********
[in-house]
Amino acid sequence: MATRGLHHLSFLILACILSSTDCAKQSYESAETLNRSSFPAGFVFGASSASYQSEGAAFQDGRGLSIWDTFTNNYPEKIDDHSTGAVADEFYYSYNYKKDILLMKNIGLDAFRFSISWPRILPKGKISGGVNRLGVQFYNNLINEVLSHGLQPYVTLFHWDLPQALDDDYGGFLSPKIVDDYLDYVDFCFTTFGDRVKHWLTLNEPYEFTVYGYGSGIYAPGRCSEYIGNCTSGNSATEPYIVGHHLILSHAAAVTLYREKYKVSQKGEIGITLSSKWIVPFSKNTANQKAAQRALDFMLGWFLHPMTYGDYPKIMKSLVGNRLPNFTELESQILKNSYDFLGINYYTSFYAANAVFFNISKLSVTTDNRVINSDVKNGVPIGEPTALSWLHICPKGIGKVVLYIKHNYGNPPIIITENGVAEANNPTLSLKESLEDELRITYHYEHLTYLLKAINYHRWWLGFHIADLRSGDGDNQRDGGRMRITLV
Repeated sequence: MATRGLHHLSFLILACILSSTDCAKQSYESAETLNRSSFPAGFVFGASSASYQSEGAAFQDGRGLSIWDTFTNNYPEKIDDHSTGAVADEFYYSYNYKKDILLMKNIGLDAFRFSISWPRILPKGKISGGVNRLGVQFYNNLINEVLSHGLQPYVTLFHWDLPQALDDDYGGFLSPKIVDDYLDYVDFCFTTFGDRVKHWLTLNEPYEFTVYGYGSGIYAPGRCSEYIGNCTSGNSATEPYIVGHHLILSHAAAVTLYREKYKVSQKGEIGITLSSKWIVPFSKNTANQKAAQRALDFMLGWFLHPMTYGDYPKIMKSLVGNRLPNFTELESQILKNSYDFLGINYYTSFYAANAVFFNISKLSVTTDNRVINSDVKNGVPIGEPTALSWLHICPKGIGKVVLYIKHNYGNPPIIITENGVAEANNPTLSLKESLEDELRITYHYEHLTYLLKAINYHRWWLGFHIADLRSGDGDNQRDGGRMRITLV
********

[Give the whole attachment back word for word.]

[in-house]
Amino acid sequence: MATRGLHHLSFLILACILSSTDCAKQSYESAETLNRSSFPAGFVFGASSASYQSEGAAFQDGRGLSIWDTFTNNYPEKIDDHSTGAVADEFYYSYNYKKDILLMKNIGLDAFRFSISWPRILPKGKISGGVNRLGVQFYNNLINEVLSHGLQPYVTLFHWDLPQALDDDYGGFLSPKIVDDYLDYVDFCFTTFGDRVKHWLTLNEPYEFTVYGYGSGIYAPGRCSEYIGNCTSGNSATEPYIVGHHLILSHAAAVTLYREKYKVSQKGEIGITLSSKWIVPFSKNTANQKAAQRALDFMLGWFLHPMTYGDYPKIMKSLVGNRLPNFTELESQILKNSYDFLGINYYTSFYAANAVFFNISKLSVTTDNRVINSDVKNGVPIGEPTALSWLHICPKGIGKVVLYIKHNYGNPPIIITENGVAEANNPTLSLKESLEDELRITYHYEHLTYLLKAINYHRWWLGFHIADLRSGDGDNQRDGGRMRITLV
Repeated sequence: MATRGLHHLSFLILACILSSTDCAKQSYESAETLNRSSFPAGFVFGASSASYQSEGAAFQDGRGLSIWDTFTNNYPEKIDDHSTGAVADEFYYSYNYKKDILLMKNIGLDAFRFSISWPRILPKGKISGGVNRLGVQFYNNLINEVLSHGLQPYVTLFHWDLPQALDDDYGGFLSPKIVDDYLDYVDFCFTTFGDRVKHWLTLNEPYEFTVYGYGSGIYAPGRCSEYIGNCTSGNSATEPYIVGHHLILSHAAAVTLYREKYKVSQKGEIGITLSSKWIVPFSKNTANQKAAQRALDFMLGWFLHPMTYGDYPKIMKSLVGNRLPNFTELESQILKNSYDFLGINYYTSFYAANAVFFNISKLSVTTDNRVINSDVKNGVPIGEPTALSWLHICPKGIGKVVLYIKHNYGNPPIIITENGVAEANNPTLSLKESLEDELRITYHYEHLTYLLKAINYHRWWLGFHIADLRSGDGDNQRDGGRMRITLV